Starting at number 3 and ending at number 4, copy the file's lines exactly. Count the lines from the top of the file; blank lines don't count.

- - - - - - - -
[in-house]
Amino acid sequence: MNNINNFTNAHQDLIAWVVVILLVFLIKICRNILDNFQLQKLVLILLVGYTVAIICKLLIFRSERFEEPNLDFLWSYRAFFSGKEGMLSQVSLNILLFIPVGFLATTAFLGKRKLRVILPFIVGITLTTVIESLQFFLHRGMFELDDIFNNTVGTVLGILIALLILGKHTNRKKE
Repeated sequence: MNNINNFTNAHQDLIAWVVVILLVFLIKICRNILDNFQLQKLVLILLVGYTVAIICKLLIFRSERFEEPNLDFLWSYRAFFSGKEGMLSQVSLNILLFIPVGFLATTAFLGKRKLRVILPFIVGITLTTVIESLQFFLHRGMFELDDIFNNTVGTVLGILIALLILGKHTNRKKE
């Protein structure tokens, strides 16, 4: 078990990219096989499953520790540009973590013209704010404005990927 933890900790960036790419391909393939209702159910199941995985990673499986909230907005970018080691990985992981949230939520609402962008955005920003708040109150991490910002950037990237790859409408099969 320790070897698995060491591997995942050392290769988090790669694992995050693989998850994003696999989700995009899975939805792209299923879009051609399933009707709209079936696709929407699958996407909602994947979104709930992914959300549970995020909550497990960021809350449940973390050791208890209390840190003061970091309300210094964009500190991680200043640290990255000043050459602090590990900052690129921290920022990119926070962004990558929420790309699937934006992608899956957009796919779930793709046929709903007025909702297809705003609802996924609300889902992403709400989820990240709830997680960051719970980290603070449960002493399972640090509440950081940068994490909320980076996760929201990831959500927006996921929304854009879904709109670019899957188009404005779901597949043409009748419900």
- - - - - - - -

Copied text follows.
Repeated sequence: MNNINNFTNAHQDLIAWVVVILLVFLIKICRNILDNFQLQKLVLILLVGYTVAIICKLLIFRSERFEEPNLDFLWSYRAFFSGKEGMLSQVSLNILLFIPVGFLATTAFLGKRKLRVILPFIVGITLTTVIESLQFFLHRGMFELDDIFNNTVGTVLGILIALLILGKHTNRKKE
């Protein structure tokens, strides 16, 4: 078990990219096989499953520790540009973590013209704010404005990927 933890900790960036790419391909393939209702159910199941995985990673499986909230907005970018080691990985992981949230939520609402962008955005920003708040109150991490910002950037990237790859409408099969 320790070897698995060491591997995942050392290769988090790669694992995050693989998850994003696999989700995009899975939805792209299923879009051609399933009707709209079936696709929407699958996407909602994947979104709930992914959300549970995020909550497990960021809350449940973390050791208890209390840190003061970091309300210094964009500190991680200043640290990255000043050459602090590990900052690129921290920022990119926070962004990558929420790309699937934006992608899956957009796919779930793709046929709903007025909702297809705003609802996924609300889902992403709400989820990240709830997680960051719970980290603070449960002493399972640090509440950081940068994490909320980076996760929201990831959500927006996921929304854009879904709109670019899957188009404005779901597949043409009748419900």